Thank you for making this public, I stress every time I estimate. Now that this info is printed in a respected Mag… online or otherwise, it give creedance to my argument of compensation and material costs. Your article I can quote as sensible words confirming all I have researched as fair!

    Reply
  8. Steve
    Steve

    Have you ever used pear wood in a small project? Not the wood from S. America, but the fruit-bearing, N. American gnarly variety. If so, what was that like, and with what did you finish the project? Thanks! P.S. – I also wonder about the use of wood from an apple tree.

    Reply
    • Customer Service
      Customer Service

      Hi Steve. I haven’t used pear wood, but I am actually building a small box right now using apple wood. I really like working with it. It cuts cleanly and sands nicely.
      Thanks
      Paul-WWGOA

      Reply
  9. Christine
    Christine

    If 2 products are the same but 1st is made of pine 2nd is an exotic wood? They both took the same time to make. How do I calculate that?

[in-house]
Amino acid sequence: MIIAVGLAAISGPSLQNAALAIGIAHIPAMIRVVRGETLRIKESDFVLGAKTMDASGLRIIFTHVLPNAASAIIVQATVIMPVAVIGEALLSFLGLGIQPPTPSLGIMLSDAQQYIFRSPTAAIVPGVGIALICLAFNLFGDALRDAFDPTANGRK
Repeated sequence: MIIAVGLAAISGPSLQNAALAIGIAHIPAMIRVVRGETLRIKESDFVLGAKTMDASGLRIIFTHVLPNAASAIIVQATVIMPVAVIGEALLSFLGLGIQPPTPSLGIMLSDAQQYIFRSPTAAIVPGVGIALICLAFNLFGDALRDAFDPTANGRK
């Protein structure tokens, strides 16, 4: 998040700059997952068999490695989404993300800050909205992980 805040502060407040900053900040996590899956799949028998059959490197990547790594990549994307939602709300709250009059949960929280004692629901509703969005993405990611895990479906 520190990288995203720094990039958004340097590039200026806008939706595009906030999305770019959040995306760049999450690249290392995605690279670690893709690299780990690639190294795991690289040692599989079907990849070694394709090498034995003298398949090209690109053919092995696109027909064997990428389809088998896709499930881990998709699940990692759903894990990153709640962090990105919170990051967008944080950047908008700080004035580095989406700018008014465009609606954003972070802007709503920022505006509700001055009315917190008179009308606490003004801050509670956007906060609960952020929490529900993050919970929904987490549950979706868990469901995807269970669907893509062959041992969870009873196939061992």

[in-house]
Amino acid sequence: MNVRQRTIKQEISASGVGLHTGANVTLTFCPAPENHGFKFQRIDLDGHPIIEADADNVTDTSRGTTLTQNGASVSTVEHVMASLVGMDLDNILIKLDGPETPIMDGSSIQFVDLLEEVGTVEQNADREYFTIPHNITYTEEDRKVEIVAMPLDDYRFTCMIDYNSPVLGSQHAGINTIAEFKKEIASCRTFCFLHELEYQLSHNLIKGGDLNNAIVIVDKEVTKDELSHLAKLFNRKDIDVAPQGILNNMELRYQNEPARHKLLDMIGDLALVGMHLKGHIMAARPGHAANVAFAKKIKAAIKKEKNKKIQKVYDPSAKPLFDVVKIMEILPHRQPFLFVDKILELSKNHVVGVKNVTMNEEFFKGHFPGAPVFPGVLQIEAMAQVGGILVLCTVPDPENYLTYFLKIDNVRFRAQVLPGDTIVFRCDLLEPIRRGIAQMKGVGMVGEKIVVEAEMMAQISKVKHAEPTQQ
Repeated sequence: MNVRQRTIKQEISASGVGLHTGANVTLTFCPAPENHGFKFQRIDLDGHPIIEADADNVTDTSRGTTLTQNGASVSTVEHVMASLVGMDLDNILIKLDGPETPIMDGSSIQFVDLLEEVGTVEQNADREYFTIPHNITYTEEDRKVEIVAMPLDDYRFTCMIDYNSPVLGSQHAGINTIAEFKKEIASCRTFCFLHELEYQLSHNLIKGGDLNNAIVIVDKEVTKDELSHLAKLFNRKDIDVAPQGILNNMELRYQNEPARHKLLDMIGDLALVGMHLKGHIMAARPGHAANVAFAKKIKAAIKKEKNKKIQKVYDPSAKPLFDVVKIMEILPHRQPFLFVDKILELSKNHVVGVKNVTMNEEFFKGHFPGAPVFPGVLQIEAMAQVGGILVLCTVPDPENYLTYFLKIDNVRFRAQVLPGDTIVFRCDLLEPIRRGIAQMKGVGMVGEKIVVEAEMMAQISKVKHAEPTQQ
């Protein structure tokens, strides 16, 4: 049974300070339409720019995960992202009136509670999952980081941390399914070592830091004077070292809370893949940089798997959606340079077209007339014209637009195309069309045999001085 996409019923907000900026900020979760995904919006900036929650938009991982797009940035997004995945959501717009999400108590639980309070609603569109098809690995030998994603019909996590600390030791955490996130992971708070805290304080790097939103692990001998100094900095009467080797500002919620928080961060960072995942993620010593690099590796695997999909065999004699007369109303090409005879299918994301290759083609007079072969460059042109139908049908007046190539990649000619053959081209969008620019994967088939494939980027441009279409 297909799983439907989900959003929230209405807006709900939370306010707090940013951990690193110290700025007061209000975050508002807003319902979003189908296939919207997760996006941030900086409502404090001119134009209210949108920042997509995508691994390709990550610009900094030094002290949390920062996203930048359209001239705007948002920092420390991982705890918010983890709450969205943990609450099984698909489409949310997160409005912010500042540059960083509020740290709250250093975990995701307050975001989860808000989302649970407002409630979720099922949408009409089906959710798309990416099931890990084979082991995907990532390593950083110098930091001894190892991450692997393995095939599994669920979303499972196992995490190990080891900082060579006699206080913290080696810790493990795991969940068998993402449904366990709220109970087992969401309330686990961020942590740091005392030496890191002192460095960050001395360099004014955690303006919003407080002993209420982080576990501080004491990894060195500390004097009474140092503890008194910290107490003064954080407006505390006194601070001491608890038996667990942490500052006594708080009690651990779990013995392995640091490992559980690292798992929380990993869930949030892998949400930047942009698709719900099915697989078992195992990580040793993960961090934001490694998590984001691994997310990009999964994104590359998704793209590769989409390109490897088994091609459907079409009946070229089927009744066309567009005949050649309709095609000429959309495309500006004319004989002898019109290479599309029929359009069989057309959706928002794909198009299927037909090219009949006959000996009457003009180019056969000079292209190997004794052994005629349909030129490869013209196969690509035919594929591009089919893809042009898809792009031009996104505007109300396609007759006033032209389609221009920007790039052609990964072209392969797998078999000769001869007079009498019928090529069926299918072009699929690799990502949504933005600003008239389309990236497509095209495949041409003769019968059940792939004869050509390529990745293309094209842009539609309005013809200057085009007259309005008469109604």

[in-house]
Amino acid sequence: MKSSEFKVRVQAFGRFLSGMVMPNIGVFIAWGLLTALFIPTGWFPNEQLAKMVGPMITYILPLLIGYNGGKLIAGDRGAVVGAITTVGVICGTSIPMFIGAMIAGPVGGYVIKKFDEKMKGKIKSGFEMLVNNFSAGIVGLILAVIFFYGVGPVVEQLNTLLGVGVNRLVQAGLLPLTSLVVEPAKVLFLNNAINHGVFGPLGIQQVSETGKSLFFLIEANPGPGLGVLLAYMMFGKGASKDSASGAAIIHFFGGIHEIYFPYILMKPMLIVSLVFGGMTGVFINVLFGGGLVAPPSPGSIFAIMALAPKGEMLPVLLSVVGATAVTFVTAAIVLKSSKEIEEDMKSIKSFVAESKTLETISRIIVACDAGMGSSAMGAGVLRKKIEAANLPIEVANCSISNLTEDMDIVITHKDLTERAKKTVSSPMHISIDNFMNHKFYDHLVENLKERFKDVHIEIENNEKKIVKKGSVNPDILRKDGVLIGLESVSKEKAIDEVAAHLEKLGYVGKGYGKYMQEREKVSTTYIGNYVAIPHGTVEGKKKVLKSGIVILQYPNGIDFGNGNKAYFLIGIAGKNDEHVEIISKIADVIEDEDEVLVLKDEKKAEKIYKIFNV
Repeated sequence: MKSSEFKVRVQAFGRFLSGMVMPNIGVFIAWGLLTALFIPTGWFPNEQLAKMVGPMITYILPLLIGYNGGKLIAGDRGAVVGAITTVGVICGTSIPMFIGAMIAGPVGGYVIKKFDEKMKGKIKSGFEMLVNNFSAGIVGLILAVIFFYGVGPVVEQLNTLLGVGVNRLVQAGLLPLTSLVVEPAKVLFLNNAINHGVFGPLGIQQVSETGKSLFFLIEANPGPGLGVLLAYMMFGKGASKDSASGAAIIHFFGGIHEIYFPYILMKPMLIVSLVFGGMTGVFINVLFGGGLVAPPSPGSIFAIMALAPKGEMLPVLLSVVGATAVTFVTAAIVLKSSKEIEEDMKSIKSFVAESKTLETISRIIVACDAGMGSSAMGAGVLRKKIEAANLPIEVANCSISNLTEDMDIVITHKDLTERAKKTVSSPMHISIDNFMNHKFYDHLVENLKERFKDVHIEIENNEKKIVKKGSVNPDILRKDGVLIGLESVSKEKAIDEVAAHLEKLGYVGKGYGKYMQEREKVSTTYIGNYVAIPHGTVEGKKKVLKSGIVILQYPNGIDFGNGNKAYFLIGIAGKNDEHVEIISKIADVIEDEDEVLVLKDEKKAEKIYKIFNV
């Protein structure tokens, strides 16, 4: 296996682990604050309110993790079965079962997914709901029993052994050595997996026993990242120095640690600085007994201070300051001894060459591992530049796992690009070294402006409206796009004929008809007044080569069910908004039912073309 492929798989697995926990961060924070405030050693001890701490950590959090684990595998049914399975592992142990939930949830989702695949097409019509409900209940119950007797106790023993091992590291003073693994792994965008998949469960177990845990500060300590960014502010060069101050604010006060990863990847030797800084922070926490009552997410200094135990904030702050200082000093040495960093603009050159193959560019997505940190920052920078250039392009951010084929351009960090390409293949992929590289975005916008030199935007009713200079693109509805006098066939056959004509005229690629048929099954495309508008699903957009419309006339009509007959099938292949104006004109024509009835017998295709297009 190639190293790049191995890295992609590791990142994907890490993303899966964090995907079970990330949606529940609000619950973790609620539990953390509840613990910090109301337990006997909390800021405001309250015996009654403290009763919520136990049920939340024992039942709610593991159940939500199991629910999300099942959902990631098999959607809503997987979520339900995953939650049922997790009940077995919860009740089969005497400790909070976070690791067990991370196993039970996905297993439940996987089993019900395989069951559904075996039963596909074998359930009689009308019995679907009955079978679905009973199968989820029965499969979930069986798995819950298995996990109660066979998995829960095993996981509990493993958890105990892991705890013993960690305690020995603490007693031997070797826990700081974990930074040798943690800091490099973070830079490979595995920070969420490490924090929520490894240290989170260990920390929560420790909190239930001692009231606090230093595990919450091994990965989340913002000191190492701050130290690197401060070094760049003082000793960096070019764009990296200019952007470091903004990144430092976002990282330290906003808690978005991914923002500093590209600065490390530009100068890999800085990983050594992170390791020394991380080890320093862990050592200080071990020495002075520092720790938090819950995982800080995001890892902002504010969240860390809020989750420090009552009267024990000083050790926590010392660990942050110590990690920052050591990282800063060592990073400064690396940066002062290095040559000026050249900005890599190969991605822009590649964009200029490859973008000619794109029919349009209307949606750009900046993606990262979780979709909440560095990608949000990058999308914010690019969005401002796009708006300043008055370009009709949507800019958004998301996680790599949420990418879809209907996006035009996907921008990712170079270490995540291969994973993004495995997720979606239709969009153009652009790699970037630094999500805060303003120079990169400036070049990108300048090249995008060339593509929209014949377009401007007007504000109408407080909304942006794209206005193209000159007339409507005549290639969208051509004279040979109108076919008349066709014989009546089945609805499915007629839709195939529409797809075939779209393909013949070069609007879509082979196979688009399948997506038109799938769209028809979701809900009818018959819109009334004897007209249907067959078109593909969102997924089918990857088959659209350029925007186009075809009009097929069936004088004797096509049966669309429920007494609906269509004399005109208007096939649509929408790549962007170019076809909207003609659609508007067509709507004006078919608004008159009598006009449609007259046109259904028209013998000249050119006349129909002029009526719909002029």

Reply
    • Customer Service
      Customer Service

      Hi Christine. I use a time + materials pricing model. So, if you charge $50/hr, and both projects take two hours, that would be $100 plus the cost of material.
      Thanks
      Paul-WWGOA

      Reply
  10. ahhebert
    ahhebert

    You must also regard the income tax and self-employment taxes incurred by being self employed e.g. as a sole proprietor. If you are a sole owner, but are classified as an LLC, there are even other tax considerations. Check with your CPA or tax professional.

    Reply
  11. Frank W
    Frank W

    I truly appreciate the information! I would have never thought to go about pricing like that! Thank you I truly appreciate your help and enjoy your guises posts and information!

    Reply
  12. VALERIE
    VALERIE

    I switched from wood working to one of a kind projects – mixed materials. For example: Mesquite trees stripped, stained, mounted for coat racks. The time I hunt cut transport arrange/ create the project with the purchase materials-total cost $30 & labor 4-6 hrs. I won’t sell them because friends say to sell them at $600. Your advice?

    Reply
    • Erick
      Erick